Thursday, July 26, 2007

Two New Directors for Motorola: More Negative than Positive for Shareholders and Employees

Last evening, Motorola announced two new members of its Board of Directors, bringing the size of the group from 11 to 13 members.

The two new members of the board are Anthony Vinciquerra and Greg Brown.

Vinciquerra, 52, was named president and chief executive officer of Fox Networks Group, a primary operating unit of News Corporation that includes the Fox Television Network, Fox Cable Networks, FOX Sports and Fox Networks Engineering & Operations, in June 2002. Mr. Vinciquerra joined Fox in December 2001 as president of the Fox Television Network.

Greg Brown is Motorola's COO.

Breakout Performance's Take on these Developments:

1. Vinciquerra is a fairly good choice as an "independent" director, but lacks direct industry experience and his share ownership remains to be seen. In our draft "Plan B" for Motorola, we said that all directors should be substantial share owners and have experience in the markets in which Motorola competes. Vinciquerra will likely have few Motorola shares except what he's granted to begin with. It would be a positive sign, if he bought a substantial number himself to demonstrate his belief in the business. He's obviously had general business success in an area tangential to Motorola's core business. On the plus side, his "content" business at Fox is similar to the fickle fashionistic trends on Motorola's handset business. However, it's not clear he knows that business. It's certainly closer than if he came from the agricultural, pharmaceutical, or academic worlds, but he will obviously have a learning curve.

2. Brown's ascension to the board suggests the board is looking at him as Zander's replacement. This is troubling from 2 perspectives. Motorola's current problems are as much Brown's fault as Zander's. The company's operations obviously failed to deliver a successor line of phones. As COO, Brown wears that. It is confusing as to why the board would reward these mistakes with a promotion to the board. In our opinion, although it's always ideal to pick an internal CEO successor than an external one, an external one is likely needed here. It's my guess that, if the board did a full search of all internal and external candidates, they would find an external one superior to Brown. At that point, of course, Brown would likely leave the company (a la Mike Z.). Again the question is: why promote him in the first place to the board? The move is also troubling from a 2nd perspective as described next.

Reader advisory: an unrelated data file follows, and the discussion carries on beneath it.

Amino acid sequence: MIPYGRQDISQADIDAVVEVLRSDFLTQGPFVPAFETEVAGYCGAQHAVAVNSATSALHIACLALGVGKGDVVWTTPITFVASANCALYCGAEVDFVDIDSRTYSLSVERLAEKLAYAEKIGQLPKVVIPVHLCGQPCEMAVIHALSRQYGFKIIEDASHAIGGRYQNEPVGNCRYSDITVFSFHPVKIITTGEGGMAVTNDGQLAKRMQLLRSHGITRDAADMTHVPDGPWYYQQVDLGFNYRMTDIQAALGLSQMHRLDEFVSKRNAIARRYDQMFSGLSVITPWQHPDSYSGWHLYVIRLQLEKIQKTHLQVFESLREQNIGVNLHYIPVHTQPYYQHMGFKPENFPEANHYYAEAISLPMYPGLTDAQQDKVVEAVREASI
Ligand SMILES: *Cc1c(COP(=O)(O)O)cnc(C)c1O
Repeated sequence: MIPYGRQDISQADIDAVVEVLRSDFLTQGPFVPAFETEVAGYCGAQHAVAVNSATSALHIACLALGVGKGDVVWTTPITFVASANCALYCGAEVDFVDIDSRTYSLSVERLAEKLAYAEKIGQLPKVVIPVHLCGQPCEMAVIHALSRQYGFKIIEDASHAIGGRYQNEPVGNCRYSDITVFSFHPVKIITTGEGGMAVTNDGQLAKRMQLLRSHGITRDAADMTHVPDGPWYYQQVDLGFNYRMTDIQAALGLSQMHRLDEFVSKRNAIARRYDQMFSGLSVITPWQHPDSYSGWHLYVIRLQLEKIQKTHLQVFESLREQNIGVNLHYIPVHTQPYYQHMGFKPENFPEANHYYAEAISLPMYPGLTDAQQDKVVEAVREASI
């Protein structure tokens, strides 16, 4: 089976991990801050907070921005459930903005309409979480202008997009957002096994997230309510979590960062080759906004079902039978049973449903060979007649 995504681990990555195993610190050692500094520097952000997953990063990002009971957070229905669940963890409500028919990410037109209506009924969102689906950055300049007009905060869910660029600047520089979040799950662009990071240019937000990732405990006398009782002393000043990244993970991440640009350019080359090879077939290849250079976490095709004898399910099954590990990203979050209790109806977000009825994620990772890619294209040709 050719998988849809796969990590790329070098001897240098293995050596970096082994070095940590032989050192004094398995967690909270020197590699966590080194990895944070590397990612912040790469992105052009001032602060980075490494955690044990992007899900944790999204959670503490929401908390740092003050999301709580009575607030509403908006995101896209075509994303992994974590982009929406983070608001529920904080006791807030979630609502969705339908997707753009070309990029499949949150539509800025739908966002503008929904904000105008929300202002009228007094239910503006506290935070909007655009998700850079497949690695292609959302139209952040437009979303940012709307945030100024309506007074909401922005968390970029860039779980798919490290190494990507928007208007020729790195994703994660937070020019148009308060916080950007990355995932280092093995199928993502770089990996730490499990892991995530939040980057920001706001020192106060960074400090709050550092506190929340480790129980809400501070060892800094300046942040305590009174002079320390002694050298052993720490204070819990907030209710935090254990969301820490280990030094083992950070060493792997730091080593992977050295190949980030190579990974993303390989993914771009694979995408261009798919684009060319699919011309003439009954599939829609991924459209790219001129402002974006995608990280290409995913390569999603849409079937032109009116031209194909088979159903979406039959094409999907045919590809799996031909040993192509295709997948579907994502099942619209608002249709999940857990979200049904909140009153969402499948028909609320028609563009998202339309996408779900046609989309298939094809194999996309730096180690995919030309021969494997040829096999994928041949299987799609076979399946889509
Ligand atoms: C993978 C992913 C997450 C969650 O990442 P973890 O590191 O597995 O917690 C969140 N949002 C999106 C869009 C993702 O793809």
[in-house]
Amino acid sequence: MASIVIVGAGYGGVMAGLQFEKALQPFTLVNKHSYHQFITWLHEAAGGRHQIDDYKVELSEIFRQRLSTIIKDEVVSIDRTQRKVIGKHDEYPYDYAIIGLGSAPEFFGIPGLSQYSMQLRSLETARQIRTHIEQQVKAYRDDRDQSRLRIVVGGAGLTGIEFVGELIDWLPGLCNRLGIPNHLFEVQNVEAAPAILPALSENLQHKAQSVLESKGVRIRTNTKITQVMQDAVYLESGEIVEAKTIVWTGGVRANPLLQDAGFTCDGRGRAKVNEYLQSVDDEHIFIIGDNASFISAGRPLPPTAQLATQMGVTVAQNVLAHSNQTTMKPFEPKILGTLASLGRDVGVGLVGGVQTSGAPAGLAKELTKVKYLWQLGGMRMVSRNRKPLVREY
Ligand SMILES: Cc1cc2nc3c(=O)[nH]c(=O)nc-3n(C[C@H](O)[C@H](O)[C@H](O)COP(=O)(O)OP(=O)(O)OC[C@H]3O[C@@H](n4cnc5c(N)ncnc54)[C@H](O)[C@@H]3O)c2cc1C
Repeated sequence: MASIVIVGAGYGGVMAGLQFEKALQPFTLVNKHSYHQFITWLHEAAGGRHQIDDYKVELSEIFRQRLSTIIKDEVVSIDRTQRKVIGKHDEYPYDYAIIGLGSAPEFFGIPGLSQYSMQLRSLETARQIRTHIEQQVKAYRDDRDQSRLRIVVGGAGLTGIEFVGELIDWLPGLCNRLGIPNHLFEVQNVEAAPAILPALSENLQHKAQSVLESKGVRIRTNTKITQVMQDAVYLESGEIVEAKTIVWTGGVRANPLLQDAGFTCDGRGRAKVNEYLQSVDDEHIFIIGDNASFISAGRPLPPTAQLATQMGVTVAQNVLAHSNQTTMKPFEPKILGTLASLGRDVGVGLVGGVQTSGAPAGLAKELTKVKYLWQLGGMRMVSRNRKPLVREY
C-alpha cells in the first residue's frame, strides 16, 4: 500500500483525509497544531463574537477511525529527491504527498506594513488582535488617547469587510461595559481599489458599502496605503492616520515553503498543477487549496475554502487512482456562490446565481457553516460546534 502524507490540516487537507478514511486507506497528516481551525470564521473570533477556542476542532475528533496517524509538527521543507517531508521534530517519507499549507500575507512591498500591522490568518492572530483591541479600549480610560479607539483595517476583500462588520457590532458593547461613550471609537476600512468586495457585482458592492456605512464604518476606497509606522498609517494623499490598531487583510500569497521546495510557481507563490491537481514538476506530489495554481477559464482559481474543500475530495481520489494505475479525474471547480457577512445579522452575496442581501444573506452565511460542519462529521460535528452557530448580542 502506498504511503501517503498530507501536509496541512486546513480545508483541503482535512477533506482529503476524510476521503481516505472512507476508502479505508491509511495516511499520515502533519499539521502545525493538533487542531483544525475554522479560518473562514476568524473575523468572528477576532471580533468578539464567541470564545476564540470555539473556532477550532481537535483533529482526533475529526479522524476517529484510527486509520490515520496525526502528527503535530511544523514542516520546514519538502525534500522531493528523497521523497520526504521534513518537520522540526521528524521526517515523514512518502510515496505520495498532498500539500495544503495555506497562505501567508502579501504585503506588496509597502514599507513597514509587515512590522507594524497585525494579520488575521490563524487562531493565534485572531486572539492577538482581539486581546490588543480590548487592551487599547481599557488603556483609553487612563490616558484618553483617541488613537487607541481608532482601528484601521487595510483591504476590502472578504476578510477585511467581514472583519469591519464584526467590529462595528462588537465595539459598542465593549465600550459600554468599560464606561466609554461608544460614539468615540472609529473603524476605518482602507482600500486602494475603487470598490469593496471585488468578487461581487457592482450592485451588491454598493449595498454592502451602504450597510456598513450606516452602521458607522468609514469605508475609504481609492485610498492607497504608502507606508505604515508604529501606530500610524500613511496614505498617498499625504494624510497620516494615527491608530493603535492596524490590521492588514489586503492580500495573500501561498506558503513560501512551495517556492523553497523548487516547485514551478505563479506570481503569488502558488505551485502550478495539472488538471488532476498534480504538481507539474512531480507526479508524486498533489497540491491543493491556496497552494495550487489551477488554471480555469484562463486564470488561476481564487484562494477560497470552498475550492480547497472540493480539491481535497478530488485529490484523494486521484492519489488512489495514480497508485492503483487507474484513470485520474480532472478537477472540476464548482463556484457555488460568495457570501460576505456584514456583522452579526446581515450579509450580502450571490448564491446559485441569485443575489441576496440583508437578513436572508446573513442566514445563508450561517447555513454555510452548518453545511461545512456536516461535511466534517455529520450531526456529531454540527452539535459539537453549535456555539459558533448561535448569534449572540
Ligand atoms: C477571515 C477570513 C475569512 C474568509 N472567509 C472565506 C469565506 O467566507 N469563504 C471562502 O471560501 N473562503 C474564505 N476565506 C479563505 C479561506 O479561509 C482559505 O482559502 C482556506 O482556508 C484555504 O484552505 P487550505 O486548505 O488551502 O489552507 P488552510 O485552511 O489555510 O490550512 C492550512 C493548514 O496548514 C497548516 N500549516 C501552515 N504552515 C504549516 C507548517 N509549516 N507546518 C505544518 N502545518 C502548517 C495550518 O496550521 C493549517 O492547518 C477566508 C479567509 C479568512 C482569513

3. There are too many insiders on Motorola's board. The board now has 3 insiders: Zander, Brown, and CFO, Meredith. Meredith was initially an independent outsider, but is now clearly an insider - working closely with Zander (as any CFO must with a CEO). Although I believe him to be a professional who would try his utmost to provide an "independent" view at board meetings, 3 insiders is too many. The board needs to reduce this immediately. In our view, at a time when the current management team has under-delivered to shareholders, only the CEO needs to serve on this board - defending the status quo moves of management. The rest of the board should be outsiders with truly fresh perspectives (not decade-long tenures on the board) pushing managment. Adding another member of the management team to the board at this time, we believe, sends the message to shareholders that this board is committed to more of the same - not holding management's feet to the fire.